Feathered Serpent tells the story of the Mexican conquest and definitely has its romantic threads, particularly those concerning Hernan Cortés and his Mexica consort and interpreter, Malinali Tenepal. It’s not a romance, however, and as history tells us, there is no Happily Ever After for this couple, or for any of the conquistadores or those they conquered. But the intriguing interpretation of the motivations and relationships of those intimately involved in the bloody birth a multiracial nation make for an fascinating read nonetheless.
Malinali Tenepal was born the daughter of a Mexica princess and a Culhuacan priest dedicated to the service of Quetzalcoatl, or Feathered Serpent. When her father prophesies that Feathered Serpent will return from exile and free his people, the Culhuacan, from the tyranny of the Mexica, he is murdered by soldiers of Emperor Motecuhzoma. Malinali’s mother remarries, and arranges to have Malinali sold into slavery so that her inheritance can go to the new husband’s offspring. Malinali is sold to the Tabascans, but she has no fear. Her father made one other prophesy before he died: he told her that when Feathered Serpent returned, she would be at his side.
According to prophesy, Feathered Serpent will return on a raft from the Cloud Lakes to the East, will free his people from the tyranny of the Mexica, and he will abolish human sacrifice. He will have pale skin, dark hair, and a beard. In short, he will look like Hernan Cortés.
Cortés arrives in Mexico from Cuba, near the home of the Tabascan people he had met the year before, in the interests of converting the heathens to the One True Faith, Christianity. He leads a large party of soldiers, farmers, clergy, and Norte, a recaptured Spaniard who had gone native after being taken by the Maya eight years earlier. But the Tabascans are less predisposed to friendly relations than they were a year ago, and the Spaniards are met with an army instead of diplomats. Despite being vastly outnumbered, the Spanish party is victorious, mainly by means of the thunderous cannons and steel breastplates, neither of which the Tabascans have seen before. As a peace offering, the Tabascans present Cortés and his party with a number of women, including a slave named Malinali. While he initially gives her to one of his men, he soon finds a way to make her his own, his mistress as well as his valued interpreter and advisor. And as for Malinali herself, well, she knows Cortés to be Quetzalcoatl the moment she lays eyes on him.
Cortés’ victory over the Tabascans sets the stage for many more daring and unlikely victories, achieved mainly via his own cunning and help from Malinali, who makes sure everyone believes him to be Feathered Serpent, whether he admits it or not. Meanwhile, we see various characters go through tangible transformations that will shape their own personal history as well as that of a new nation. Malinali struggles to reconcile her devotion to her god with her love for the man he inhabits. Cortés tries to reconcile his own separate missions: to conquer in the name of Christ, and to become rich and powerful in his own right. Norte, the Spaniard who had lived among the Mayans, ponders his future among his own kind – and just what that kind might be. Benitez, a man dedicated to justice, and one who has only contempt for Norte, starts to doubt his own beliefs – about Norte, about himself, and about Cortés. Through their eyes, we see history unfolding layer by layer, the quest achieved by a genius and brought down by a madman.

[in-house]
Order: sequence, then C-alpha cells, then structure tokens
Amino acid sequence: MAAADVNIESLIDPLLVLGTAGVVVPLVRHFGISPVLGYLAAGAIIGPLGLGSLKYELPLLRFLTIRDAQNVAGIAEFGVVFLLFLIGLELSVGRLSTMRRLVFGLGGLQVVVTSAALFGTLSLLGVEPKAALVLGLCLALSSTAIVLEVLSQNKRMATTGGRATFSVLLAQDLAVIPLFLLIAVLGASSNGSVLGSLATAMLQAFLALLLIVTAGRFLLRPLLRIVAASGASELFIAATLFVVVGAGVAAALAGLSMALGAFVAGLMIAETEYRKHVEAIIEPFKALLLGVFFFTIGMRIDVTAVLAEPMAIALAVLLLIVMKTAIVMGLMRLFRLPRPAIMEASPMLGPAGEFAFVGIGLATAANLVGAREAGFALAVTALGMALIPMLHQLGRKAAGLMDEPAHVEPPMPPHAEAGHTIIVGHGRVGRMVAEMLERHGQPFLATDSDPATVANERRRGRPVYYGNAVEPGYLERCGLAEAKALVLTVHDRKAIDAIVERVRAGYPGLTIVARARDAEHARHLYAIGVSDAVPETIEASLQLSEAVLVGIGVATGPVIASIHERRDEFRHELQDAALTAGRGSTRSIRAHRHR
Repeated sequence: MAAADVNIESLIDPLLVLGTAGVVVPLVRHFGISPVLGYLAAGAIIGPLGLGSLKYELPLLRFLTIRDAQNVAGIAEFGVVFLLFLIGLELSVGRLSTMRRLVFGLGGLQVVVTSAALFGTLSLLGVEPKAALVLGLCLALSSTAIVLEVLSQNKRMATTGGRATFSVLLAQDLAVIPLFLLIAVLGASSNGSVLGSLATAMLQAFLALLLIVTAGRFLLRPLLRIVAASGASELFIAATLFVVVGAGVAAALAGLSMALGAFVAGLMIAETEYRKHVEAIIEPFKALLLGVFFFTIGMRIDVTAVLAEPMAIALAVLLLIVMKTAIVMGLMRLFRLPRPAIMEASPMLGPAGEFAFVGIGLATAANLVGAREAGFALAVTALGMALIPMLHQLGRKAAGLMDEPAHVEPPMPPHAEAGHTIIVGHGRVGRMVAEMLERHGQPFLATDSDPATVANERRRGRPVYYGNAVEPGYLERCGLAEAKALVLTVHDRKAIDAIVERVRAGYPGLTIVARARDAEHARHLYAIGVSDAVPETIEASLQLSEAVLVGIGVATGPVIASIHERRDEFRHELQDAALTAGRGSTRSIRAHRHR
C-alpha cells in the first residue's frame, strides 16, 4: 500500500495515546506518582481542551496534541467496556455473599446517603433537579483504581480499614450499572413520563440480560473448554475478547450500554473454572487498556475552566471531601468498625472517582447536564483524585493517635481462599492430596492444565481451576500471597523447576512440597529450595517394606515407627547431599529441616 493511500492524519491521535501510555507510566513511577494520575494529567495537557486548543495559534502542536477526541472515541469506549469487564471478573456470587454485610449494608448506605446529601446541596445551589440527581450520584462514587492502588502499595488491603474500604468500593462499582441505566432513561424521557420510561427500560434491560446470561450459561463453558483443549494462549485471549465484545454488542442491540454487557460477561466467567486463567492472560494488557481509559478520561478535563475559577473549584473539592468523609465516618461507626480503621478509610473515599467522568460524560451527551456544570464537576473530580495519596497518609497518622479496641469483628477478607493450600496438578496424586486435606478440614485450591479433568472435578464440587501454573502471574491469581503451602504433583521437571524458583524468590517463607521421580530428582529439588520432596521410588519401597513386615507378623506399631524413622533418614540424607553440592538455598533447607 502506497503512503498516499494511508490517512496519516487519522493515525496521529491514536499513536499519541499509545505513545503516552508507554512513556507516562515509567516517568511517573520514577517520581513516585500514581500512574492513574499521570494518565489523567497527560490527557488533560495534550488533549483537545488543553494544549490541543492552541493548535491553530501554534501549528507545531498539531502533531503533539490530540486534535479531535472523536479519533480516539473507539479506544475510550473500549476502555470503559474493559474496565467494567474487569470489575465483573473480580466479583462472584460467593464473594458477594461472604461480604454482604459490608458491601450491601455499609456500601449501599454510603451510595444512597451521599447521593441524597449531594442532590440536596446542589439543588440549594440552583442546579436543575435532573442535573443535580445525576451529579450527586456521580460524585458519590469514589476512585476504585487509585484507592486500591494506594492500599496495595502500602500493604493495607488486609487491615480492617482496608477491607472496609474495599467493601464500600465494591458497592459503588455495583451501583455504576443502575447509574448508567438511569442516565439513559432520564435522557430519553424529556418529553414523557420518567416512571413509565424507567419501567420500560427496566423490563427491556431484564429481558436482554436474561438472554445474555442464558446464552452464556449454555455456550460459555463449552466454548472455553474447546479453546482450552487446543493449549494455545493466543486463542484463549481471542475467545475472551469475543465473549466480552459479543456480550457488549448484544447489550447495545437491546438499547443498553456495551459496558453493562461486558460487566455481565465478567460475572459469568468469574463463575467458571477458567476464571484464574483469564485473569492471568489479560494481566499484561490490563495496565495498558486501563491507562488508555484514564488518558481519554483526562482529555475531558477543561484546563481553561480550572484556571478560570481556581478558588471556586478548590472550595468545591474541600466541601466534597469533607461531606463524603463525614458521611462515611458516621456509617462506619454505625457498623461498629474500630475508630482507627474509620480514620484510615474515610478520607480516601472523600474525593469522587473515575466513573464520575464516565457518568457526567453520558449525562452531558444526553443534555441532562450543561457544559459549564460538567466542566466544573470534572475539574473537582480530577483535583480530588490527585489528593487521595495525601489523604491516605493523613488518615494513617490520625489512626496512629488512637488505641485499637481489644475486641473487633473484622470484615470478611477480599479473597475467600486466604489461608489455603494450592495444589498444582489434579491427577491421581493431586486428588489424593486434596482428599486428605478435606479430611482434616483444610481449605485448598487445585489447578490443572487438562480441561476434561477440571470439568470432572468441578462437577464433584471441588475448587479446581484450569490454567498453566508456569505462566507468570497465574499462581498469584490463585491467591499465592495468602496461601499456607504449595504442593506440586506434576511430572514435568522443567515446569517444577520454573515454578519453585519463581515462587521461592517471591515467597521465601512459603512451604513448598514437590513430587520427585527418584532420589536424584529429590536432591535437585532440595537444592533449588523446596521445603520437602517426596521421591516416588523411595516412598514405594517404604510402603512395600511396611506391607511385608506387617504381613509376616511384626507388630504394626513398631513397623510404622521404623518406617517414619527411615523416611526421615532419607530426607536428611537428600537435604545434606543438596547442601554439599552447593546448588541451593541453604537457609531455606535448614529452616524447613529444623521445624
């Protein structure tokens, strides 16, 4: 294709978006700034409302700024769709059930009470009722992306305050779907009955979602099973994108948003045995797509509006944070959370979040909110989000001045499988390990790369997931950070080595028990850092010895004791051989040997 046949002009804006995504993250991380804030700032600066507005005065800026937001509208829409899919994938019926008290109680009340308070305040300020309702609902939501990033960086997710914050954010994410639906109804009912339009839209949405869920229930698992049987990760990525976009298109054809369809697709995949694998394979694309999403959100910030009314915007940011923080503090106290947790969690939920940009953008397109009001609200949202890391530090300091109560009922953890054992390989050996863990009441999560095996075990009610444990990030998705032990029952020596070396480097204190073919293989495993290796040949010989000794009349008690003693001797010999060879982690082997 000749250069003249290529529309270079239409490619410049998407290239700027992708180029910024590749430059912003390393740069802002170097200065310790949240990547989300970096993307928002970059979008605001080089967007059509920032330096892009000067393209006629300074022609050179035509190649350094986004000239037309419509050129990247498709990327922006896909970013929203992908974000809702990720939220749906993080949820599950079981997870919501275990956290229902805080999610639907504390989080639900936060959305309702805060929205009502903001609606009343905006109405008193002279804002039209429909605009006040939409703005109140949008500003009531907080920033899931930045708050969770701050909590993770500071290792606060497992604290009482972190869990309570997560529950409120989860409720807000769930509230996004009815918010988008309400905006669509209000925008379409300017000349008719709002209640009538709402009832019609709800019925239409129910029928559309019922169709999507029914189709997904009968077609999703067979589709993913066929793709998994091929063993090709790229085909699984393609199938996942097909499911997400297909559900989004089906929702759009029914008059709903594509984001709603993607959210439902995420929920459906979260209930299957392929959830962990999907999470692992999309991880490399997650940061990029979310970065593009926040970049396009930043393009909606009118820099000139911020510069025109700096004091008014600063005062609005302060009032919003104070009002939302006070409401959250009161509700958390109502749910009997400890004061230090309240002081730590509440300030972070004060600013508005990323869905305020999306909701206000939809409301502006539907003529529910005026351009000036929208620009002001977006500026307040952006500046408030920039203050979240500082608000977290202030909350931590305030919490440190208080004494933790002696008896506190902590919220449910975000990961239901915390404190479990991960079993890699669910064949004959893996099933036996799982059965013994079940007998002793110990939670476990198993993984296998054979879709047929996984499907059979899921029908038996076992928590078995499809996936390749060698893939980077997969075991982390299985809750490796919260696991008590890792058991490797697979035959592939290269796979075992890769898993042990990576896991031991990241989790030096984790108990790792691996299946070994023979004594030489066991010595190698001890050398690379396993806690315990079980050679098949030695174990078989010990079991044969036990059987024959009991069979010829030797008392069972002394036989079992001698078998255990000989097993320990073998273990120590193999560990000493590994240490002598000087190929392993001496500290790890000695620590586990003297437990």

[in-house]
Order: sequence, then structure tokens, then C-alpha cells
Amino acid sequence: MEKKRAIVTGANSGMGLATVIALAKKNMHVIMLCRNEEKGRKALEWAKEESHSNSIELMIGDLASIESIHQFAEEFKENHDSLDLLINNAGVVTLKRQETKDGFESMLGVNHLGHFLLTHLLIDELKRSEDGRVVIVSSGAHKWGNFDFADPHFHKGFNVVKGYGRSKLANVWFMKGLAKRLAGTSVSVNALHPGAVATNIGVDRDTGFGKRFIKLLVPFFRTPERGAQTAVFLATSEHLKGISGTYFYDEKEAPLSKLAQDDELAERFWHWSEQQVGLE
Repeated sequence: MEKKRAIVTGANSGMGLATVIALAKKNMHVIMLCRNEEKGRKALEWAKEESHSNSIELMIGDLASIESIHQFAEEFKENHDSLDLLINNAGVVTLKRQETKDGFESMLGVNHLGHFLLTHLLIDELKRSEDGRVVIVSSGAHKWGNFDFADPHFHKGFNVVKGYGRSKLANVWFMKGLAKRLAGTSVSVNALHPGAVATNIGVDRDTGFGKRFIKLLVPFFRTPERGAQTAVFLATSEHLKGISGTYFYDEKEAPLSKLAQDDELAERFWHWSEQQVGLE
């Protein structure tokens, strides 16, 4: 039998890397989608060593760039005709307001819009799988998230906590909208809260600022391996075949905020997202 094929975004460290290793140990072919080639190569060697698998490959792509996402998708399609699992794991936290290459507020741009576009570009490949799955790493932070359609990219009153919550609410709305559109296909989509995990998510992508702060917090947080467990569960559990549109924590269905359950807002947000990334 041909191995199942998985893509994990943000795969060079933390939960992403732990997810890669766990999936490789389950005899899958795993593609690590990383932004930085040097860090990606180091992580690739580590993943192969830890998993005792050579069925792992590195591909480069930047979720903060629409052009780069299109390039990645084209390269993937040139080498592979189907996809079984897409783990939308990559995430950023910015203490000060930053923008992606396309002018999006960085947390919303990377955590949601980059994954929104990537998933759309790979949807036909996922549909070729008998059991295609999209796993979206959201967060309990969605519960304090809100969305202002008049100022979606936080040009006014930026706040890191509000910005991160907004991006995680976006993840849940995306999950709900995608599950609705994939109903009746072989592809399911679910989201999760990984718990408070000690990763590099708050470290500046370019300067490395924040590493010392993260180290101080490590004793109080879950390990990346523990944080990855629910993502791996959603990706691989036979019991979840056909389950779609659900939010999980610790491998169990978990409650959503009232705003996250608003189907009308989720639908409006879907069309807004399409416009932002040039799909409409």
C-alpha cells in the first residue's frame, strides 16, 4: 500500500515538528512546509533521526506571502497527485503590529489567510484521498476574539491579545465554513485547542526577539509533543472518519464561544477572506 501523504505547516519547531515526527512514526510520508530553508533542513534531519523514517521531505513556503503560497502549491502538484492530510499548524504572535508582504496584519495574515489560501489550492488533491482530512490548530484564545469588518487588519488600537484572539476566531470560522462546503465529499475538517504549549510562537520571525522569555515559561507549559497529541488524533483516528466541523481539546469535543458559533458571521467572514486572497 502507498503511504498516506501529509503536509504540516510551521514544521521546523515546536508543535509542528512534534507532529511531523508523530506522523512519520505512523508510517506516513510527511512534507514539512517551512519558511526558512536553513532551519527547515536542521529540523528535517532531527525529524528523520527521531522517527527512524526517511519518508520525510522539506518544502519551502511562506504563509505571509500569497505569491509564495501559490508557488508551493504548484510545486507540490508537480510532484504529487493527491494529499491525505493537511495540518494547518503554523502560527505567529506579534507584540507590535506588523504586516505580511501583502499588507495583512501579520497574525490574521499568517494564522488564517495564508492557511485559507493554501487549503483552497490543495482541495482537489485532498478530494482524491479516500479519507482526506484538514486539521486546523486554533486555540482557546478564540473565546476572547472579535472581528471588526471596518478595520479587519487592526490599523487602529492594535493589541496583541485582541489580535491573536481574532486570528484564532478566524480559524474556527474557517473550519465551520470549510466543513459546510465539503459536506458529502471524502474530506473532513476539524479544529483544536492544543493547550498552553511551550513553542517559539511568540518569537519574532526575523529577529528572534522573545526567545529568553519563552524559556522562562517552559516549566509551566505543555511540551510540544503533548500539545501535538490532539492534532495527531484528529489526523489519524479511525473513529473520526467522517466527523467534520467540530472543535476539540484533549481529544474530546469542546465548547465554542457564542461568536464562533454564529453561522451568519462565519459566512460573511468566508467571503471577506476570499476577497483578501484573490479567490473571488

The book is strongest in its characters, complex personalities who achieve and observe the incredible events that led to the conquest of Mexico and the beginning of a new people. The plot is already set in stone, history written long before the author ever put pen to paper, but the why is what this book deals with, and does so in a compelling manner that will have the reader hooked until the inevitable end.
The author claims that this book is not a work of fiction, that the events he has recorded have not been altered, only enhanced by the motivations that he attributes to the characters. The extent to which that is true is questionable, since the casual reader can pick out a few errors without trying too hard. For example, the book claims that the name Malintzin, which Falconer translates as “Malinali’s lord” was given to Cortés by naturales who wanted to grant him respect without admitting that he was in fact Feathered Serpent. The author further claims that this name was shorted or mispronounced as Malinche. Which seems likely enough, except that it’s Malinali who’s remembered as Malinche, a name that may or may not have been derived from Malintzin. Malinztin in turn is the name by which she was known among the Mayans, an alteration of her own name, meant to attribute respectability, earned by means of her intelligence and linguistic skills. Another incongruity is that Falconer claims Malinali’s parents were well-to-do – her mother the equivalent of a noblewoman, her father a respected seer and priest – while history records them as being rulers. Small details, but enough to make you question the rest of the details that the author presents as historical fact.
How much of Feathered Serpent this book is true to history may be up for debate, but the excellent characterizations, beautiful (and sometimes stomach-turning) descriptions, and compelling writing make this book one I can recommend to lovers of historical fiction and those looking for a really good story. Because, happy ending or not, that’s exactly what this is.